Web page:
A little short story, how the swallow would have a love, is a gem in its way. The unhappy bird was fastidious. He first rejected the spring flowers, snowdrops, and crocuses; "they are too neat,—tidy girls, just confirmed,—though fresh enough." Like all young men, he was sweet upon ripe beauties. So he flew to the anemones, but they were too prudish; the violets were too romantic, the tulips were too gorgeous, the daffodils too homely. He was on the point of courting the sweet-pea; but, on coming up, saw a pod hanging on a tendril close by. "Who is that?" he asked. "That is my sister," said the sweet-pea. "Then you will look like that when you are older." The suitor was frightened and flew away. Autumn came, and it was time, if ever, to make a choice. The swallow fixed on mint. "She has no flower exactly, and yet is a flower every inch of her, and smells from the root to the top." But the mint stood stiff and •till, and at last said," Friendship, but really nothing more. I am old and you are old; we can very well live for one another, but marriage—no, do not let us play the fool in our* old age." Winter comes, and the swallow lingering too long, is caught, stuffed, and put in a case as a curiosity. "Now am

I, too, perched on a stalk like the flowers," said the swallow. "It is not altogether pleasant, but it is like being married . one is fixed fast; " and he comforted himself with this. "That is poor comfort," said the flowers in pots in the windows. "But flowers in pots cannot be quite trusted," thought the swallow; "they are too much about with men."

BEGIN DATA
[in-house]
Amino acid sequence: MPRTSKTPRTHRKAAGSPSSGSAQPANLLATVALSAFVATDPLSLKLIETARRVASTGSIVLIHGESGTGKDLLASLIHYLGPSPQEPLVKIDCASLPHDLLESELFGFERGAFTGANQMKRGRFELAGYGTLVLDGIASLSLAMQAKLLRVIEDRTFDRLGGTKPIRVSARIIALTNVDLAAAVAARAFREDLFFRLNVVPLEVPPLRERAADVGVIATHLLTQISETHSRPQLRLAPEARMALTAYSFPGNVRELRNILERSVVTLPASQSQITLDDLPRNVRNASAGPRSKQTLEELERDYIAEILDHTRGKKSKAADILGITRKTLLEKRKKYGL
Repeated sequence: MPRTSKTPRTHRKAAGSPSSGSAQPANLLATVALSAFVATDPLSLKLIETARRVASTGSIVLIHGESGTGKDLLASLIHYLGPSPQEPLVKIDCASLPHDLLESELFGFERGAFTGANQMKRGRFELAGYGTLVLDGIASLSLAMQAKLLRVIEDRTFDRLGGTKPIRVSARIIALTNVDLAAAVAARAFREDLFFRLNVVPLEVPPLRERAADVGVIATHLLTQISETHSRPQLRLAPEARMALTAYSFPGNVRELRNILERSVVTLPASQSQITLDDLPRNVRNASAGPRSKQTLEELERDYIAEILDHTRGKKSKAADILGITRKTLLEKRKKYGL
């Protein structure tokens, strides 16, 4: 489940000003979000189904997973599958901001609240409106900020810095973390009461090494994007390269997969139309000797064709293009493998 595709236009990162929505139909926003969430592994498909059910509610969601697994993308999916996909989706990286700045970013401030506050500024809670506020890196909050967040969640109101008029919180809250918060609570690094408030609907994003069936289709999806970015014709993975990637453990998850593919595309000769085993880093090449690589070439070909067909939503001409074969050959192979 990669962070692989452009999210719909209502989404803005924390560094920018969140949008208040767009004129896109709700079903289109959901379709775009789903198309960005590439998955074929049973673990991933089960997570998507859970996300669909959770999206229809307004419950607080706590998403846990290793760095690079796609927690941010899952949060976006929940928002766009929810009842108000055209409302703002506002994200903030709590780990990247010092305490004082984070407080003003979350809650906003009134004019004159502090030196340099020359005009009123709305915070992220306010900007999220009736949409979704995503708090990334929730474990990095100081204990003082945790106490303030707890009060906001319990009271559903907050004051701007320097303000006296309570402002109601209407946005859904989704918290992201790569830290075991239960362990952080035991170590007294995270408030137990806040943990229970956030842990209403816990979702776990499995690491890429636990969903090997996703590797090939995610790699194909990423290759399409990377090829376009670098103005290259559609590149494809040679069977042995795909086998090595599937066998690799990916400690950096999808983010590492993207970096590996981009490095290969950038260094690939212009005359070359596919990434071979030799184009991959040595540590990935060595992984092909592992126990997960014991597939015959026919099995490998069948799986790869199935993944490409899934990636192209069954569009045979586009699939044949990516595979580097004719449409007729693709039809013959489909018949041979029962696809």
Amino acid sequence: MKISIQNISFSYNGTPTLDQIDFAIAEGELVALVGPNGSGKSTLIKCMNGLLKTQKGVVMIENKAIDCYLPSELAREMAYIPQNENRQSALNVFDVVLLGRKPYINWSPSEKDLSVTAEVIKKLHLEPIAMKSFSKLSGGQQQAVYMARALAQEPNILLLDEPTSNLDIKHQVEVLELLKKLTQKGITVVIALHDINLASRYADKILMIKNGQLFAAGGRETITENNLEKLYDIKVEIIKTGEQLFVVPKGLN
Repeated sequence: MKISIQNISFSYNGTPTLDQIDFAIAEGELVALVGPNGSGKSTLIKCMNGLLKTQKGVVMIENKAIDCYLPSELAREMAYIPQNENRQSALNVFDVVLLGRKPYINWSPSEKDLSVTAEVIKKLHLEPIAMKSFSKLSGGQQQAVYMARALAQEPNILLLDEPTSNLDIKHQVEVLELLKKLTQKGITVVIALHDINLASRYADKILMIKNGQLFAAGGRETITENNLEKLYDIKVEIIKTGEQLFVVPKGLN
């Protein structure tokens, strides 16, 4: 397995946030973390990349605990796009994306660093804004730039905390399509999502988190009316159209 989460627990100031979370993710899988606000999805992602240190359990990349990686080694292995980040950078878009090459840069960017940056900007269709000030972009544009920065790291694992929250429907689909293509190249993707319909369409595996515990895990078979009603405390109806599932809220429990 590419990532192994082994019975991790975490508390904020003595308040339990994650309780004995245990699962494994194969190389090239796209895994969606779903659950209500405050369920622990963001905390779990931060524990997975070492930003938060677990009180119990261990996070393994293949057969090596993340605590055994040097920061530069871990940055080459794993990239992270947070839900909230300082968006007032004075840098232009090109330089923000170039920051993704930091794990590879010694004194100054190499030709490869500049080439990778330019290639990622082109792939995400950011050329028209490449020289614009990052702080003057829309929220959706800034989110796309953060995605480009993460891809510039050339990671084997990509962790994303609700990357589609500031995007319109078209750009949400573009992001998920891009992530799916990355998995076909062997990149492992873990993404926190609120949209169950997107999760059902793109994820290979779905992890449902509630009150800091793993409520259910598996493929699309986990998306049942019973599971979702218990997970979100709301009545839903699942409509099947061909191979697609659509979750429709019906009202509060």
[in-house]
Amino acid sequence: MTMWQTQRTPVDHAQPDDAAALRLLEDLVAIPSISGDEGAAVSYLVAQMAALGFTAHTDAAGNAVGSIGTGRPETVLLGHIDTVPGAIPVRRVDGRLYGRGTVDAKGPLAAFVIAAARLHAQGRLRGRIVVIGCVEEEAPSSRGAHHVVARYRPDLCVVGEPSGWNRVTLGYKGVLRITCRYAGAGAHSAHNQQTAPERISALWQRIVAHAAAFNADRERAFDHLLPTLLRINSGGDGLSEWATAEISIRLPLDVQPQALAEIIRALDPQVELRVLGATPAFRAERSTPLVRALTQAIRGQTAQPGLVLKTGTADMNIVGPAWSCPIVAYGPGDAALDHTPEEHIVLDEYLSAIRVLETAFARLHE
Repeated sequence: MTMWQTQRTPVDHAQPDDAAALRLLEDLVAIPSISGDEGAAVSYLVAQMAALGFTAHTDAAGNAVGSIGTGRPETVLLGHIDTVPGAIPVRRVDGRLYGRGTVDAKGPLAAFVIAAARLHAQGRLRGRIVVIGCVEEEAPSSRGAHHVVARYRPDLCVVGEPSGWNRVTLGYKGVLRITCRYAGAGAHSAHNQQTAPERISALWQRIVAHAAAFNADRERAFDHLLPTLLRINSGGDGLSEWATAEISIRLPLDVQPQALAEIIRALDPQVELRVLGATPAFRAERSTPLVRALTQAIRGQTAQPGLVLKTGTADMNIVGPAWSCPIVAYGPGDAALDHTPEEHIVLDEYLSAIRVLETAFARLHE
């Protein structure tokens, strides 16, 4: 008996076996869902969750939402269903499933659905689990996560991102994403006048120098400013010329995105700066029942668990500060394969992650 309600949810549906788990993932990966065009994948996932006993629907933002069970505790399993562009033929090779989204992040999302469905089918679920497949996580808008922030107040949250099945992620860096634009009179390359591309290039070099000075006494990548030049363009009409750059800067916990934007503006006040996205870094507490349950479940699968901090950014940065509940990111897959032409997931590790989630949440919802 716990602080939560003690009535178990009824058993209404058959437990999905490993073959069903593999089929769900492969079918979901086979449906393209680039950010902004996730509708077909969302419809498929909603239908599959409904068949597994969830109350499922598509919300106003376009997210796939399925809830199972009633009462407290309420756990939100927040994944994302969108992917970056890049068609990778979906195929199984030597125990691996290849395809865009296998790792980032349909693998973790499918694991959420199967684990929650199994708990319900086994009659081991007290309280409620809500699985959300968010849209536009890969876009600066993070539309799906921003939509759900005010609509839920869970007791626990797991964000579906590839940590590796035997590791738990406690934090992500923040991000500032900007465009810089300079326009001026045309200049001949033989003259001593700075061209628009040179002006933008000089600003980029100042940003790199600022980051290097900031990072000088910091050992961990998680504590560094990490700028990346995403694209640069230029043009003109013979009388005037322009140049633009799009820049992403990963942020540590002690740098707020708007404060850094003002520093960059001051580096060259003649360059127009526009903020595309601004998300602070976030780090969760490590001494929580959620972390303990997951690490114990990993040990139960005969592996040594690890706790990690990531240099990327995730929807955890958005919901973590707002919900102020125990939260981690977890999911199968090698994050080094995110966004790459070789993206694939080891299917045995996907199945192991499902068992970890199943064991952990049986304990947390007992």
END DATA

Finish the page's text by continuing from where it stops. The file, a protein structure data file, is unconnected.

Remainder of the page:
The third story, "Psyche," is the most ambitious of the series, and is more like a sketch by Hawthorne than like Andersen's earlier works. A young painter is living in Rome during the great days of the Renaissance, when Michael Angelo and Raphael were contemporaries. In spite of the times, in spite of Raphael's example, although his companions constantly urge him to enjoy life, and take "'cakes and ale " like his fellows, the sculptor remains faithful to his better nature, and is kept from all uncleanness by a feeling for some unachieved, unknown ideal. Suddenly his dreams seem to be realized in the garden of a great Roman palace, where "the large white lallaes shoot up with their green fleshy leaves in the marble basin, where the clear water was plashing." He sees a young girl, graceful and pure as he has seen no woman yet, except in a picture of Psyche by Raphael. He returns home to breathe his new feeling into his work, and a statue of Psyche grows gradually under his hand, in which his friends see that his genius has at last found play. Rome rings with the report of a new sculptor, and among the visitors to his studio is the father of the unconscious model. The prince is struck with the likeness to his daughter, and commissions the artist to execute it in marble. The workman's task is nt last done, and the sculptor goes to announce the result to his patron. Unhappily he is allowed to see the young girl alone; there has been Do thought of social "convenancc" where the difference of rank is insuperable; and the artist in a moment of madness tells ererything and pleads for hope. "He knew not what he was saying; does the crater know that it is vomiting glowing lava?" A look of scorn and abhorrence, an indignant order to leave the room, end the interview. He rushes half-frenzied to his studio, and is about to shiver the statue to pieces, when a friend interferes, and hurries him off to a bacchanalian carouse in a tavern outside tha